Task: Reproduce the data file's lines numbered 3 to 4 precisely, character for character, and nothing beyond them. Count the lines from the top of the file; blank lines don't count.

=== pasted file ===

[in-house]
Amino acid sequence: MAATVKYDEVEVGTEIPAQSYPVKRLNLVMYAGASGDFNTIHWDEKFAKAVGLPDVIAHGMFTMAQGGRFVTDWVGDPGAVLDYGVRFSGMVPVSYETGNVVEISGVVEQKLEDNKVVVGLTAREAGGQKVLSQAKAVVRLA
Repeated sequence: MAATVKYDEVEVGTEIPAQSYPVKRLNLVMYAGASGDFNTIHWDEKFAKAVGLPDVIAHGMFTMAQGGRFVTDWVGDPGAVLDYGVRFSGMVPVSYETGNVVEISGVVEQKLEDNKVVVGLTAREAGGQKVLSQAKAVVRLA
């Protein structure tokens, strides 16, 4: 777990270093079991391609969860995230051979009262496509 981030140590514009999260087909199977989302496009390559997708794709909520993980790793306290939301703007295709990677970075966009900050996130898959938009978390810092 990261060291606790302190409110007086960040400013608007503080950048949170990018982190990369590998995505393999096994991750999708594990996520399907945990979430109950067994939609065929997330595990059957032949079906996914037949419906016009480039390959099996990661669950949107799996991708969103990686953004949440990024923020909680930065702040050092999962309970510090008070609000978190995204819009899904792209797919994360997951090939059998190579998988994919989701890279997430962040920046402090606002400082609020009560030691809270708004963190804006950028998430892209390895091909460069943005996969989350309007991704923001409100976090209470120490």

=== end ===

Repeated sequence: MAATVKYDEVEVGTEIPAQSYPVKRLNLVMYAGASGDFNTIHWDEKFAKAVGLPDVIAHGMFTMAQGGRFVTDWVGDPGAVLDYGVRFSGMVPVSYETGNVVEISGVVEQKLEDNKVVVGLTAREAGGQKVLSQAKAVVRLA
């Protein structure tokens, strides 16, 4: 777990270093079991391609969860995230051979009262496509 981030140590514009999260087909199977989302496009390559997708794709909520993980790793306290939301703007295709990677970075966009900050996130898959938009978390810092 990261060291606790302190409110007086960040400013608007503080950048949170990018982190990369590998995505393999096994991750999708594990996520399907945990979430109950067994939609065929997330595990059957032949079906996914037949419906016009480039390959099996990661669950949107799996991708969103990686953004949440990024923020909680930065702040050092999962309970510090008070609000978190995204819009899904792209797919994360997951090939059998190579998988994919989701890279997430962040920046402090606002400082609020009560030691809270708004963190804006950028998430892209390895091909460069943005996969989350309007991704923001409100976090209470120490």